I am not a dentist, so I had no way of knowing what kind of “cheaper treatment” I could have had done to save my tooth from further decay and damage.  I am, however, a prudent person and it seemed wisest to seek dental care when my tooth started bothering me.  Otherwise, I feared the tooth would eventually need root canal treatment, which would have been even more painful and costly.  Moreover, since Dr. Thompson is a competent and licensed dentist who has actually looked inside my mouth, I am inclined to trust her judgment over that of your “consulting dentists”.  It’s ridiculous that your “consulting dentists” apparently expect beneficiaries to wait until they are in severe pain to seek dental care, which will ultimately be more expensive and unpleasant for the patient.

My husband has spent about 30 years in the Army and will soon be retiring.  Every month, we faithfully pay $36 a month so I can have dental insurance through your company.  I have not needed any major procedures over the years.  Until now, your company has made money off of me.  In your brochure, it clearly states that the MetLife Dental Insurance policy covers 50% of a crown procedure.  I have paid for my part of this procedure and I expect your company to pay its share promptly and as promised.

If you continue to deny my legitimate claim, I am prepared to complain to the Texas Department of Insurance as well as to the appropriate department in the military that makes decisions about which dental insurance carriers should provide services to TRICARE beneficiaries.    

Please attend to this matter promptly.




  1. Great letter. My dad absolutely hates the power that insurance companies have.

    1. I'm sure your dad has to deal with these headaches all the time. It's criminal that people pay these insurance companies and they have the right to deny holding up their end of the deal. Wouldn't it be great if we could do away with insurance entirely and let people pay their providers directly?

      Of course, that will never happen... but it's nice to think about it. I know there are providers out there, regular doctors even, who don't take insurance. I'm sure they have fewer patients and corresponding fewer headaches.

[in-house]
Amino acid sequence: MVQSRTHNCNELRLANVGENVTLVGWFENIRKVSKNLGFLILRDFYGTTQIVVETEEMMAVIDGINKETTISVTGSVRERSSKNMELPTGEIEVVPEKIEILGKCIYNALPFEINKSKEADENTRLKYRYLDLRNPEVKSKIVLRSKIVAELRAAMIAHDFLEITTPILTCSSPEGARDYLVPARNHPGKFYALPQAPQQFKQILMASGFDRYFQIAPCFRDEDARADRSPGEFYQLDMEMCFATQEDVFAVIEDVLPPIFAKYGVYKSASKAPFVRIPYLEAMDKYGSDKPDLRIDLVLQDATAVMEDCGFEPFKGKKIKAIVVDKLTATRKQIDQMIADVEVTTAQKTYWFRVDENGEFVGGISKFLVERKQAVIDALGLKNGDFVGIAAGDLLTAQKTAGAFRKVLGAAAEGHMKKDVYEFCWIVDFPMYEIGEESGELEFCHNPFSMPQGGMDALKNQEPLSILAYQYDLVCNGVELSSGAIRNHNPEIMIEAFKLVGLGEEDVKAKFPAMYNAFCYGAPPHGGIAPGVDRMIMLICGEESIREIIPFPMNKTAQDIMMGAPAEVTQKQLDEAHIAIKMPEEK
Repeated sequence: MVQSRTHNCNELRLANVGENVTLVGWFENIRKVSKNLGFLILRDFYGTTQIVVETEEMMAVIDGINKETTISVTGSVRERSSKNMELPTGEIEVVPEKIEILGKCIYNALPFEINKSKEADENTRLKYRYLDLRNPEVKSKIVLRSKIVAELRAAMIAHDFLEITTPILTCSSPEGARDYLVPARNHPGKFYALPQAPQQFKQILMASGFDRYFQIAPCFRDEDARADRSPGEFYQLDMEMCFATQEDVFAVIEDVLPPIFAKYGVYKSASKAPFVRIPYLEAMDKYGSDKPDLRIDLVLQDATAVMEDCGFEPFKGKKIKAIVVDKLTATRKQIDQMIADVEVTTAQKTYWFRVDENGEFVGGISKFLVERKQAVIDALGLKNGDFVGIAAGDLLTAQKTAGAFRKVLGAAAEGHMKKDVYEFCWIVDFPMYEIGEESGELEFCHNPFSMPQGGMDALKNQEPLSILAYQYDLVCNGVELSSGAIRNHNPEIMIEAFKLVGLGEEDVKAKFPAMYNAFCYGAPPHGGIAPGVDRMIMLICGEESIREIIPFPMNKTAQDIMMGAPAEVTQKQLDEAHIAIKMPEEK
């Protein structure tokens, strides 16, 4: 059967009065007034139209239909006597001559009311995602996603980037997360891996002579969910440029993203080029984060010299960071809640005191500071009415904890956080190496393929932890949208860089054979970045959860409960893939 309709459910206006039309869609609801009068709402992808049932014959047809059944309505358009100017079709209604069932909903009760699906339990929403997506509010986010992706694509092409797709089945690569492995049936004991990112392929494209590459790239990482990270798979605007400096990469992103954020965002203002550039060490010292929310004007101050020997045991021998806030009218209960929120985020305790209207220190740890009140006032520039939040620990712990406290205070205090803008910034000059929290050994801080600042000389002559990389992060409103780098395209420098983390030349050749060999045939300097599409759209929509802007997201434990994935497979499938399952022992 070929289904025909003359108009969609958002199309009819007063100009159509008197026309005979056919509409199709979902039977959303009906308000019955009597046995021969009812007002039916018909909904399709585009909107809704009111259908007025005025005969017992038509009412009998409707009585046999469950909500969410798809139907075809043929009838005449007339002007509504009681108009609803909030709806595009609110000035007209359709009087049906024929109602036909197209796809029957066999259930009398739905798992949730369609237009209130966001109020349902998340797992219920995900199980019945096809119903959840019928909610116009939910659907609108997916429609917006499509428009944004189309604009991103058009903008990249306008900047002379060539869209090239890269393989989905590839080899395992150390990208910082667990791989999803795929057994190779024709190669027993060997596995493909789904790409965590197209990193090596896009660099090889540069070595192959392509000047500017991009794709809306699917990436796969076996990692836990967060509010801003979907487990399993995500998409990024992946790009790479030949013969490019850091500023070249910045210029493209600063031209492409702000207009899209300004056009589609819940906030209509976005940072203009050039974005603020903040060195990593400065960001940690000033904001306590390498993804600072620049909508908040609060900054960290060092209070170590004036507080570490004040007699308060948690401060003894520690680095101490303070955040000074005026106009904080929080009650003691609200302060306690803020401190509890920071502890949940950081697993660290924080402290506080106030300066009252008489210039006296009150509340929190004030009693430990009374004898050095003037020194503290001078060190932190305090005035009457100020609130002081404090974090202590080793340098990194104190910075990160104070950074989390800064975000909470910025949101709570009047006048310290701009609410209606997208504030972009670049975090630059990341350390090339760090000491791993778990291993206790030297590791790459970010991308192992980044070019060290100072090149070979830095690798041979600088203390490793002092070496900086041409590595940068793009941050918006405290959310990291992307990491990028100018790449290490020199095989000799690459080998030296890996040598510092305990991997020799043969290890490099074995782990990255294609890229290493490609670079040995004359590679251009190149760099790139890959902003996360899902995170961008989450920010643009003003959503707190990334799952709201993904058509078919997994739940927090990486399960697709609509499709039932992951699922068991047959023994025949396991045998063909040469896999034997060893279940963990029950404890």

2. I have just received an identical letter from my insurance for the same denial reason. I am researching how to react and came across your blog. Would you mind giving me an update on how it ended up for you?

    1. Hi Kelly,

      MetLife eventually paid. Here's an update.

      I found it very effective to on their Facebook page and leave comments. They prefer to handle it directly, but when you leave comments on their Facebook that are public, it tends to rile up others with the same problem. It seems to light a fire under them (or at least it does for Tricare). Also, you might want to look into whether or not you can file a complaint with your state's department of insurance. Dental insurers don't like it when regulators check up on them.

      Good luck!

  3. I too just received a denial from MetLife Dental for an onlay on a tooth with an old, large existing composite filling that had major decay. They used the same excuse - "J-72" about insufficient evidence, etc. I've had them for 4 years and have only had a filling done and no issues. I'm so pissed that I have to now appeal this issue. I'm curious - did you ever get them to pay the claim?

    1. MetLife eventually paid. Here's an update.

      I had another crown done in March and they paid for that one with no issues. In a couple of weeks, they won't be my insurer anymore, since my husband is leaving the Army.

      I recommend sending them a stern letter.